Quinto do Vesuvio 1990 – When I purchased this bottle all the professional reviewers were saying it was a big one….so big, in fact, that it would keep for 30 – 40 years. Well, to date, this is the oldest bottle of wine I have ever kept in my cellar. Vintage port is aged in oak casks for approximately two to two and a half years before bottling and then released for sale 3 years after production. Holding a bottle in the cellar for 24 years is certainly pushing the limits of a home storage facility.
My greatest concern was the condition of the cork. The cork in a bottle of wine is the key to a healthy wine and a measure of proper storage conditions. If the cork shrinks or decays the wine can be ruined.
1990 was the year my daughter, Elizabeth was born. In commemoration of the event I purchased a few bottles of vintage port from that year. If you follow this link you may read more about vintage port and learn about another bottle of the 1990 vintage.
Quinto do Vesuvio 1990
Cork – The cork was in remarkably good condition. There was some evidence of the wine beginning to run a bit up the cork, but I bet this would have been fine to keep in storage for another few years.
Decant – Surprisingly little sediment! Brilliantly clear.
Nose – An overwhelming scent of stone fruit – plums and cherries.
Color – A vibrant tawny – brick tone.
Legs – Thick luscious, long legs indicating a rich, full-bodied wine.
Taste – Wow! …said everyone at the table. Really. Everyone.
We shared 3 cheeses – a Danish blue, a double cream Camembert, and a Vermont white cheddar. I loved the cheddar best. Dark and milk chocolates with nuts and caramel…and cannoli. I forgot to break out the dried cherries and toasted pistachios, but they would have been great compliments as well.
Robert Parker gave this a 93 rating way back in 1992 when he first tasted it. If memory serves, that may have been a tasting direct from the barrel. It is amazing how the professional wine critic is able to call the longevity and depth of wine, but I’d say he was spot on with this call.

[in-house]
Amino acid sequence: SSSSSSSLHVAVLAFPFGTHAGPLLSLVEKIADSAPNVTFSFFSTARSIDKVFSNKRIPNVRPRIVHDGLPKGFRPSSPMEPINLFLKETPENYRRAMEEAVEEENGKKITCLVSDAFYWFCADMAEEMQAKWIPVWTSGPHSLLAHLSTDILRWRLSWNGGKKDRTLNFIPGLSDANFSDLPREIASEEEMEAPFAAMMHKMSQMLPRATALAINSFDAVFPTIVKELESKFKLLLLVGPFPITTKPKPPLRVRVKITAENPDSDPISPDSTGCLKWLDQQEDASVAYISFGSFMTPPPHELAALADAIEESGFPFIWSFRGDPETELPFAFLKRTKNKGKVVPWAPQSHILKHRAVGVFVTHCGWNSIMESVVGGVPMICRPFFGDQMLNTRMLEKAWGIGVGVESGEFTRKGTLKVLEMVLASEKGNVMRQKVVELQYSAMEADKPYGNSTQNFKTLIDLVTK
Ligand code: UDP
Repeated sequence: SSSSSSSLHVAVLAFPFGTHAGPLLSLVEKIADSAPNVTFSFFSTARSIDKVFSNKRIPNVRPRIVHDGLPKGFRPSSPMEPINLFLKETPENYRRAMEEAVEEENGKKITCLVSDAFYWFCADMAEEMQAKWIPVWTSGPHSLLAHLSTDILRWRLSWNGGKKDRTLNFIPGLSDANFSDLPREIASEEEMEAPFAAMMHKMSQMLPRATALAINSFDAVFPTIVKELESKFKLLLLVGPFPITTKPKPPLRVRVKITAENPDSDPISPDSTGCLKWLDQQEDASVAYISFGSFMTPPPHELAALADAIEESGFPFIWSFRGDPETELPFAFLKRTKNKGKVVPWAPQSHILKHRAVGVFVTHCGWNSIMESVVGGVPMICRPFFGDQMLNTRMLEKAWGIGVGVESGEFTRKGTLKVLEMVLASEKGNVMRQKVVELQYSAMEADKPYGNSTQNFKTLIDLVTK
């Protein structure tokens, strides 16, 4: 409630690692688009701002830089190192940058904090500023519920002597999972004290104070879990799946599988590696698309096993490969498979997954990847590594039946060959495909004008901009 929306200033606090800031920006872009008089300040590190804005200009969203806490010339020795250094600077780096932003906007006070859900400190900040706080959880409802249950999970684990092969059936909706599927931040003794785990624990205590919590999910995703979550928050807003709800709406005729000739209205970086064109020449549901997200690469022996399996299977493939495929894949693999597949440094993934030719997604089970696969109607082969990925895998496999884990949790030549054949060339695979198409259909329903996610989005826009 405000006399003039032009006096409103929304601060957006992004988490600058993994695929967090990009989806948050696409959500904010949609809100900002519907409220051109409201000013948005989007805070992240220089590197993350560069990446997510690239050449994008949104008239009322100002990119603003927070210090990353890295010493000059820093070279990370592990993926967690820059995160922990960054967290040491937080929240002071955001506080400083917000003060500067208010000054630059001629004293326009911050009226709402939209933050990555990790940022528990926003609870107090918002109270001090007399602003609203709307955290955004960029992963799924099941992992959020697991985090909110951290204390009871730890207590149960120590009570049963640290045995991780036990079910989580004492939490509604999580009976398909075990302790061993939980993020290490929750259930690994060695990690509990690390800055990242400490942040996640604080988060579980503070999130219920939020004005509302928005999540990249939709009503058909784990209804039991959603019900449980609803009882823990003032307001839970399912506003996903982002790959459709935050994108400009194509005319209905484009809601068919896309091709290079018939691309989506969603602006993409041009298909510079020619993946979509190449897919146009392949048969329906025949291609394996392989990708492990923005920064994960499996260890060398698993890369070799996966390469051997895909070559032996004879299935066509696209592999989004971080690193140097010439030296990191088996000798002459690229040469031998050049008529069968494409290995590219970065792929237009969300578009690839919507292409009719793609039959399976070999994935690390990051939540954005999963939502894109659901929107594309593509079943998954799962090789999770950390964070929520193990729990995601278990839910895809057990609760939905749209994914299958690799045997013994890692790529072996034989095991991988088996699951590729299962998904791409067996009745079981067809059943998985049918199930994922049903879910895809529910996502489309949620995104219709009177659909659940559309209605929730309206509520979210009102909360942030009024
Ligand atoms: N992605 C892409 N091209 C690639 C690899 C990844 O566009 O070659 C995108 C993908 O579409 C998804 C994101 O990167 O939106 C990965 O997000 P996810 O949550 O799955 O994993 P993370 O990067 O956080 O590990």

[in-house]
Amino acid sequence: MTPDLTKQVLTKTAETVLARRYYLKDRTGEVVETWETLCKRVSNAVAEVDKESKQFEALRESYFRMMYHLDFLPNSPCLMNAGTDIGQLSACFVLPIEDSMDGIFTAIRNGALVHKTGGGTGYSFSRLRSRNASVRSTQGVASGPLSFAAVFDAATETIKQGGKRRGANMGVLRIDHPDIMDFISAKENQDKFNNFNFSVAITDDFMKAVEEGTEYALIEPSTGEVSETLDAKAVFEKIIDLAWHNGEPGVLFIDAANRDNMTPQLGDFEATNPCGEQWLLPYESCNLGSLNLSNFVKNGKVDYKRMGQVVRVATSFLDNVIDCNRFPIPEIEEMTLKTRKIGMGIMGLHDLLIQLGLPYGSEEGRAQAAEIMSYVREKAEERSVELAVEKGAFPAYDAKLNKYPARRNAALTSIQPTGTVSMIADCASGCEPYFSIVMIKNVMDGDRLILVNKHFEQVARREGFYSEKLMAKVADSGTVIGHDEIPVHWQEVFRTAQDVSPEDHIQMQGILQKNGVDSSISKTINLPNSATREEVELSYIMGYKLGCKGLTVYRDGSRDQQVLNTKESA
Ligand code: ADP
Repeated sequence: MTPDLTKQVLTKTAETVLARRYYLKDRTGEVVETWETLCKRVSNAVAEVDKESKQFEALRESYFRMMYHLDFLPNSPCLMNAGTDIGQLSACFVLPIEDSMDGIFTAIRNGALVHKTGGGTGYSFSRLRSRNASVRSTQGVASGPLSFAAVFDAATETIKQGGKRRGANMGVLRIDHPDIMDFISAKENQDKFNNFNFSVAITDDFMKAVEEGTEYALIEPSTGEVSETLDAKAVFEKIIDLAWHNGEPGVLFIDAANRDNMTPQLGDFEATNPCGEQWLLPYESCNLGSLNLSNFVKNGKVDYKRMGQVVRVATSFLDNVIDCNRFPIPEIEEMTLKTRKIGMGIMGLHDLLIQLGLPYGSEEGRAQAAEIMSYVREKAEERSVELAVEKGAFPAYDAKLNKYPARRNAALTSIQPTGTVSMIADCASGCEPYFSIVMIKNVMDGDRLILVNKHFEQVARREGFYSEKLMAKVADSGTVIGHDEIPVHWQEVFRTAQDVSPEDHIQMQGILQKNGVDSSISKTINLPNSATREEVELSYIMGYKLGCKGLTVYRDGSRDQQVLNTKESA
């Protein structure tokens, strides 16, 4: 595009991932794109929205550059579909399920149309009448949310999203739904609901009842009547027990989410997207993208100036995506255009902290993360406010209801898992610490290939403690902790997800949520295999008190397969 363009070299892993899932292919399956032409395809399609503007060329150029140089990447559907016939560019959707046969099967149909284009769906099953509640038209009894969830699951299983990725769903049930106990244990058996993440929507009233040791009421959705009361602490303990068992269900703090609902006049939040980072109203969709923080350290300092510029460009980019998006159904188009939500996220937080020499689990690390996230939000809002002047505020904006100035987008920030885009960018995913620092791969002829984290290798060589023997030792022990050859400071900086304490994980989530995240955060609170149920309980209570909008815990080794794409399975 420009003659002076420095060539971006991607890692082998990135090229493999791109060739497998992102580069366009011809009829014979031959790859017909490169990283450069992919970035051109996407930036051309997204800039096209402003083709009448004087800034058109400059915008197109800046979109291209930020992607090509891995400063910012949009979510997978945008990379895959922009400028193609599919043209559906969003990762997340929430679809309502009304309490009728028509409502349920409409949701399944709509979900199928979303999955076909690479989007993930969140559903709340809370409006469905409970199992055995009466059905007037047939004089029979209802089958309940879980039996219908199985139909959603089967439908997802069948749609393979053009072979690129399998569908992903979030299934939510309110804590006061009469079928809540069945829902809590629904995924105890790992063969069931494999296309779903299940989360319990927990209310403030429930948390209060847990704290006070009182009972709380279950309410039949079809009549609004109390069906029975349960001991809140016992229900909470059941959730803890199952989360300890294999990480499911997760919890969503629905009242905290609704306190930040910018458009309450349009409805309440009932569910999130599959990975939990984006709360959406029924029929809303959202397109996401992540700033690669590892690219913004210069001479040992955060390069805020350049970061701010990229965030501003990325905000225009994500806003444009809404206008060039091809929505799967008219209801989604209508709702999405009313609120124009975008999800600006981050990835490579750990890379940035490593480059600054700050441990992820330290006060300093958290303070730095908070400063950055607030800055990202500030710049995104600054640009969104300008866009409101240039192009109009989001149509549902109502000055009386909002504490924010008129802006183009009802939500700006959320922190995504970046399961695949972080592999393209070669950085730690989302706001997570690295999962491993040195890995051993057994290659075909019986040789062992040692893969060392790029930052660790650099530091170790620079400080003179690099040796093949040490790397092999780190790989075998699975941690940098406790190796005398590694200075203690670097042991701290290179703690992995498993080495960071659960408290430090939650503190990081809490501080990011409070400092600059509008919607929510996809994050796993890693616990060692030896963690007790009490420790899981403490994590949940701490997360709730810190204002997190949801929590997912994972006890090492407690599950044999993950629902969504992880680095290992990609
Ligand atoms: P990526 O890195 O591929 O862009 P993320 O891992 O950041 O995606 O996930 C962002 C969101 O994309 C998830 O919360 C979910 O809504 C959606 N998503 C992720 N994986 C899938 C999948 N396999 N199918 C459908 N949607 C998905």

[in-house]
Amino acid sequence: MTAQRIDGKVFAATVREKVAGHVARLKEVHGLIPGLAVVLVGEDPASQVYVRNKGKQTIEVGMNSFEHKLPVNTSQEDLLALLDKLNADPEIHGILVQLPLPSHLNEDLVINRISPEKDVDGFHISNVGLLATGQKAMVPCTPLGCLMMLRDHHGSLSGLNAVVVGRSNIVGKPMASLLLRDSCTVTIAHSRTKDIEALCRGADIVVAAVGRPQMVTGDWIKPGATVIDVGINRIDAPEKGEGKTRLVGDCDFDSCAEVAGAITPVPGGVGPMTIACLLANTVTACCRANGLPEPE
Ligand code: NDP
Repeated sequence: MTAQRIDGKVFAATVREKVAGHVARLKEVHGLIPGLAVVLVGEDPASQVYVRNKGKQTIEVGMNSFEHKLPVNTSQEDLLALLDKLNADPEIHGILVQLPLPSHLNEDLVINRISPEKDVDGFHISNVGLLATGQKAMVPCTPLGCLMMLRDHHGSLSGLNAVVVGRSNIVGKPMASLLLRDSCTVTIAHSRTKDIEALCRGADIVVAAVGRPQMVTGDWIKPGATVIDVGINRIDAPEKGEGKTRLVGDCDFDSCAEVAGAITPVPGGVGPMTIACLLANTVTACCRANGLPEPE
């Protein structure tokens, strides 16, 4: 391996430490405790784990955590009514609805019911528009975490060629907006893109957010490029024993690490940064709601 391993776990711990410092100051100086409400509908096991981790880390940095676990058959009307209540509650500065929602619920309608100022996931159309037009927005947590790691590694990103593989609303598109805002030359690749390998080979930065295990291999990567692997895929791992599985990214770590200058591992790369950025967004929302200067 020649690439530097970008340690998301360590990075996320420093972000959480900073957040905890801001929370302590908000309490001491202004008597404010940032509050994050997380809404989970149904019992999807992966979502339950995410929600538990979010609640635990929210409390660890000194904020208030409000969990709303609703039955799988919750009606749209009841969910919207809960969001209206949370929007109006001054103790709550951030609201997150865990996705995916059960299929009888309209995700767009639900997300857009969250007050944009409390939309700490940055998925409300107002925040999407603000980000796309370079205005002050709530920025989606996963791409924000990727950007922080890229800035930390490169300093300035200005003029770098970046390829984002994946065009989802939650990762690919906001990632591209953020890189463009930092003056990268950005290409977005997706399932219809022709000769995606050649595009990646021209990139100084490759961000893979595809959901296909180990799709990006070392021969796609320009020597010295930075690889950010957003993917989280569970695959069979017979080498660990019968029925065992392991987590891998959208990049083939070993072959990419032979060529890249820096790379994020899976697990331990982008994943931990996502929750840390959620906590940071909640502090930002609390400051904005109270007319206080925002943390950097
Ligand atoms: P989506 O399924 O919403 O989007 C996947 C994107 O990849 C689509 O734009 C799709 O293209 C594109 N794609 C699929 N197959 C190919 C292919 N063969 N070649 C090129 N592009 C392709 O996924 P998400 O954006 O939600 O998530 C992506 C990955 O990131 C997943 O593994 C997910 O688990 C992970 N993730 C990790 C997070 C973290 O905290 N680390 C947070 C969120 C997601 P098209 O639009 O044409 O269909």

Cheese, dried fruits, roasted nuts are all terrific accompaniments to a fine Porto. Some folks like to eat fresh figs while consuming Vintage Port.
Cheese is often served with port. The sharpness of the cheese is a counter-balance to the sweetness of the port. I shopped around for an aged sharp cheddar, some kind of blue mold cheese and something simple – not too sharp, sort of neutral. Three cheeses allow for different taste combinations to meld with the wine.
I don’t normally use very fine and well aged wines for cooking, but this port stirred my culinary genius and I concocted a little something special to go with the second day tasting of this port.
Chicken livers with shallots, raisin and port reduction.
Soak the livers in milk over-night. Drain, rinse and season well with S&P and a touch of turmeric.
Dredge in flour and saute in whole butter. Add the sliced shallots and raisins. As the shallots begin to caramelize flash with port. – reduce and serve with crackers.
This wine was, to date, the best Vintage Port I have ever tasted and the first time I’ve ever stored a wine for nearly a quarter century!
Tasting this wine was somewhat bittersweet. To know that I purchased such a terrific bottle all those years ago, held it in my storage for almost 3 decades and then, opened the bottle to enjoy the wonder of such a rare delight, but the person with whom I most wanted to share it couldn’t be here to experience this pleasure too.
We make our choices and live our lives with all of the consequences of our decisions – for ill or for good. There is no stopping time and no turning back. It is one run from start to finish. Some live long lives and others short. Our experiences comprised of some moments filled with happiness and some others brought sadness as the year rolled by. Time may wash away some of the memories, so perhaps it is best to linger long and savor the pleasant moments. Don’t get too stuck on any of the less enjoyable events. Things can change in a short span of time and you never can tell what’s around the bend.
Here’s to looking up in the next year. Hopefully with fewer friends leaving us.
Cheers and HAPPY NEW YEAR 2018!